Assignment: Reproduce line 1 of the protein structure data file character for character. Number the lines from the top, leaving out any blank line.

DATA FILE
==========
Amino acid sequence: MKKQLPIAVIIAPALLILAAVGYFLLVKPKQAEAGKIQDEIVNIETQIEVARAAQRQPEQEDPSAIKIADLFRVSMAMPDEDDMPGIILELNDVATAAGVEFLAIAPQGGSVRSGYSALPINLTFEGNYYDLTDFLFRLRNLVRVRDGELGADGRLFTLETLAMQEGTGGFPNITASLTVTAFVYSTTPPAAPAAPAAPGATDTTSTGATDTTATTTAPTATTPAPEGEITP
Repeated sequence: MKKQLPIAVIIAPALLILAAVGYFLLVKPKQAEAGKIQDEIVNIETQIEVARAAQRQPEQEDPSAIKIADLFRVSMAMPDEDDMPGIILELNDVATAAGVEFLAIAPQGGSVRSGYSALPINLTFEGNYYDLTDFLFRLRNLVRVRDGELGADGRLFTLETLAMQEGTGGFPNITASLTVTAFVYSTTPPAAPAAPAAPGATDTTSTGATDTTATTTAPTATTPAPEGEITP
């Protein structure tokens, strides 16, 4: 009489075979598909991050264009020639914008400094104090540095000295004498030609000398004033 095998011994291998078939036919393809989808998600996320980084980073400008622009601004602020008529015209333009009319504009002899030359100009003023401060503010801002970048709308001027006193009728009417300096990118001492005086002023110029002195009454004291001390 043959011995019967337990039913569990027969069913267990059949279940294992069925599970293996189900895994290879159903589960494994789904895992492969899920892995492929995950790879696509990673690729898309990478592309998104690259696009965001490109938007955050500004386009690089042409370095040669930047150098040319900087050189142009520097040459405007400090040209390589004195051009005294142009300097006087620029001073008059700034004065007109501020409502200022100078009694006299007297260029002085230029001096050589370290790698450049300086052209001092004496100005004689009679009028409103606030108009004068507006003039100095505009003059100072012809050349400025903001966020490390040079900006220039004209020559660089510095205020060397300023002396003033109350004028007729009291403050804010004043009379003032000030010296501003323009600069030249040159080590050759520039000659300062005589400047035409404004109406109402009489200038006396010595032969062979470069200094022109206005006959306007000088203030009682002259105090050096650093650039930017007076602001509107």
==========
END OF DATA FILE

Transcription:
Amino acid sequence: MKKQLPIAVIIAPALLILAAVGYFLLVKPKQAEAGKIQDEIVNIETQIEVARAAQRQPEQEDPSAIKIADLFRVSMAMPDEDDMPGIILELNDVATAAGVEFLAIAPQGGSVRSGYSALPINLTFEGNYYDLTDFLFRLRNLVRVRDGELGADGRLFTLETLAMQEGTGGFPNITASLTVTAFVYSTTPPAAPAAPAAPGATDTTSTGATDTTATTTAPTATTPAPEGEITP